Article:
Typically, under a regime of perfect competition with no market power or gaming we observe a Bertrand offering strategy. In this case, each plant offers not its marginal cost, but rather the marginal cost of the next plant in the merit order. For example, Plant 1 offers the SRMC of Plant 2, etc. This is an optimal strategy because since plants never offer below their SRMC, each plant effectively has a monopoly in the price range below the SRMC of the next unit. Table 2 shows the offers and the profits under Bertrand competition. We note that the MCP has increased by $5 and all of the generators have increased their profits. Figure 2 shows the effect on the supply curve. Bertrand competition is the expected regime in a privatization. Its effects are worst when there are not many plants in the system and their marginal costs are drastically different. Regulators can mitigate the problem by minimizing the costs for new entrants who could exploit the discontinuities in the supply curve.
Merger of Adjacent Plants in the Merit Order
After the privatization occurs, regulators must institute safeguards against the merger of plants that are adjacent to each other in the merit order. In Table 3 we see the effects of the owner of Plant 4 purchasing Plant 5. In doing so, the owner can now offer Plant 4ís capacity up to Plant 6's SRMC (since he will face no competition from Plant 5). Although Plant 5 is not run, the MCP has been pushed up to $40 and profits have increased. Figure 3 shows the supply curve under such an arrangement. The implication for the regulators is that when privatizing the generators two things must occur: 1) Plants that are adjacent to each other should not be owned by the same operator, 2) Post-privatization mergers must be scrutinized to prevent the merger of adjacent plants.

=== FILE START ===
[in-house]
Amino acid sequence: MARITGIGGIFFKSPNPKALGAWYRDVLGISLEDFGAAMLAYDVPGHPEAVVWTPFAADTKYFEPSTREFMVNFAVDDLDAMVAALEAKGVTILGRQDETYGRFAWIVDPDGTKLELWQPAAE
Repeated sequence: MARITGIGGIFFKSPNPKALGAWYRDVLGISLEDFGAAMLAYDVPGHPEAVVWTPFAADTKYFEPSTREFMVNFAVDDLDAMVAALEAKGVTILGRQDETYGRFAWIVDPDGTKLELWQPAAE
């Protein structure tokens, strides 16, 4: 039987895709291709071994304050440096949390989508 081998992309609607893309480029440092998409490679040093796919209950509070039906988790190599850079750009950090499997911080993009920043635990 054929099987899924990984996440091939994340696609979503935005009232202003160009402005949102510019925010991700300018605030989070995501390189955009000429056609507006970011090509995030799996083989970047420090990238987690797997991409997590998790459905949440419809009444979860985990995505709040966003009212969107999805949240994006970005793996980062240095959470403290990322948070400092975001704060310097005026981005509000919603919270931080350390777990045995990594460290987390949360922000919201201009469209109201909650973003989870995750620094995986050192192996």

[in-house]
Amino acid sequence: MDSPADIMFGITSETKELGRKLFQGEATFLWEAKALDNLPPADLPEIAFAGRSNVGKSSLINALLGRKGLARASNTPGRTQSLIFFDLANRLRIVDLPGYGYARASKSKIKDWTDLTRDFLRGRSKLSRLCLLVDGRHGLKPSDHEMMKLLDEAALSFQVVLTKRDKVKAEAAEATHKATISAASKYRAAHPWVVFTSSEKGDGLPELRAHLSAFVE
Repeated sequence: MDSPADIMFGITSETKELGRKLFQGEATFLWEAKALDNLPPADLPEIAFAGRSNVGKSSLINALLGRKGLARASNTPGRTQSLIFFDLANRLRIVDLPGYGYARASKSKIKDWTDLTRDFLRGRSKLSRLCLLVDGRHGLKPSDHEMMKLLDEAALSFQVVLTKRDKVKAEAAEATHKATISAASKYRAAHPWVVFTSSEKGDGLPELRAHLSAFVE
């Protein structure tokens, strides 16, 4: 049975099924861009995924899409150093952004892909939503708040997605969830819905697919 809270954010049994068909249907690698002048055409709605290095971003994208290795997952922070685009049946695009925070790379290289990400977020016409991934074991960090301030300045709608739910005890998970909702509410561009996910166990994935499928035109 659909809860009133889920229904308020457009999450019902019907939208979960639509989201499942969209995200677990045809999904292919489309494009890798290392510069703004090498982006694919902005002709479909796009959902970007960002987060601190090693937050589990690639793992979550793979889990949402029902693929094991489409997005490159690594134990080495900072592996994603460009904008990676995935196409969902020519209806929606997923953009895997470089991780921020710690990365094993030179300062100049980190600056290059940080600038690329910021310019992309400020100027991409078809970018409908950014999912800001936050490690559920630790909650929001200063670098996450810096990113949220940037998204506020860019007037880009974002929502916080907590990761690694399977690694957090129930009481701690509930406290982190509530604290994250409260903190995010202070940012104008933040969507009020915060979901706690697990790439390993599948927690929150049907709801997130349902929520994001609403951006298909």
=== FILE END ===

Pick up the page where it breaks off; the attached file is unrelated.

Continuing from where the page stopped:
The Exercising of Market Power by a Large Generator
During the privatization process, regulators must ensure that large plants are not able to exercise market power to raise prices. This can be done through many creative measures including special fuel contracts, etc. In Table 4 we see the effect of Plant 3 "gaming" the system by offering at the marginal cost of Plant 6 (not shown, assumed to be $40). This is called offering "out of merit" since the merit order no longer corresponds to the SRMC of the plants. Since Plant 3 is large, it is able to offer a high price resulting in a new merit order. In this scenario, unlike the previous three, Plant 5 is dispatched. Interestingly, Plant 3 is not dispatched to its full capacity, yet its ability to raise the MCP increases its profits over the Bertrand case. This is demonstrated in Figure 4.
The Exercising of Market Power by a Large Generator
As we have seen in four examples, the market price of electricity can be dramatically affected by the regime in which generators operate. Table 5 summarizes the market prices and profits earned by the generating companies under each scenario. From this table, it becomes clear that regulators must carefully consider issues of gaming and market power when privatizing their electric generators.